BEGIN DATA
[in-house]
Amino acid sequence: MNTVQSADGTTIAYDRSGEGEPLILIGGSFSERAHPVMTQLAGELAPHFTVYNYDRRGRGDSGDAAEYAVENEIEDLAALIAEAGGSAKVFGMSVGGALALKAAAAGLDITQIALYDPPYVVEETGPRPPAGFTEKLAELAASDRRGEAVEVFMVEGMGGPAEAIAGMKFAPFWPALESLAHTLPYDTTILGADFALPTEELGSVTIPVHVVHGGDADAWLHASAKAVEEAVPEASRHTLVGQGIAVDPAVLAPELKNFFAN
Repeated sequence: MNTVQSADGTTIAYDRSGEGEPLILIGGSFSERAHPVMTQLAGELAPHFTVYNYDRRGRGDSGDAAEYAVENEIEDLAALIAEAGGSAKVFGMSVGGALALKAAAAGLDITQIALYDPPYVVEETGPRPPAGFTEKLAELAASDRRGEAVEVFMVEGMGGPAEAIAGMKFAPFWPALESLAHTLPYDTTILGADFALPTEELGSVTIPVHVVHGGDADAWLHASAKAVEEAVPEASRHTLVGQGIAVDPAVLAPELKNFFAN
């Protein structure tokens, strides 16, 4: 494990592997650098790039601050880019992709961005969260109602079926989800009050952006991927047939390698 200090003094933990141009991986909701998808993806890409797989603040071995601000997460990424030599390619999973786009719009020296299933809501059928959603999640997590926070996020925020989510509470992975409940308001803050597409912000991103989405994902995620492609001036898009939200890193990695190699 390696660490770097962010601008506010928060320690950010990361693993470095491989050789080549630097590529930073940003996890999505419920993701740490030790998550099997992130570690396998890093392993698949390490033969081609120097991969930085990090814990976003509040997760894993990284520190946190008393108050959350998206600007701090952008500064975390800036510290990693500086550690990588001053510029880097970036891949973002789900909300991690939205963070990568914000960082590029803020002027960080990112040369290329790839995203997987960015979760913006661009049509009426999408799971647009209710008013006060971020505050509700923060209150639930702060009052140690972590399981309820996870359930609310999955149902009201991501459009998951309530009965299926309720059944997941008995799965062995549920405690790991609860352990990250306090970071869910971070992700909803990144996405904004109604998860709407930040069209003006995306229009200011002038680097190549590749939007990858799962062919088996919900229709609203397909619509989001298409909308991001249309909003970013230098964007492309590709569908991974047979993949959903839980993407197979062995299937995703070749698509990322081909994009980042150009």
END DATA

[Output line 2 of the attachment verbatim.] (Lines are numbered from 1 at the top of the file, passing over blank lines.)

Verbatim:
Amino acid sequence: MNTVQSADGTTIAYDRSGEGEPLILIGGSFSERAHPVMTQLAGELAPHFTVYNYDRRGRGDSGDAAEYAVENEIEDLAALIAEAGGSAKVFGMSVGGALALKAAAAGLDITQIALYDPPYVVEETGPRPPAGFTEKLAELAASDRRGEAVEVFMVEGMGGPAEAIAGMKFAPFWPALESLAHTLPYDTTILGADFALPTEELGSVTIPVHVVHGGDADAWLHASAKAVEEAVPEASRHTLVGQGIAVDPAVLAPELKNFFAN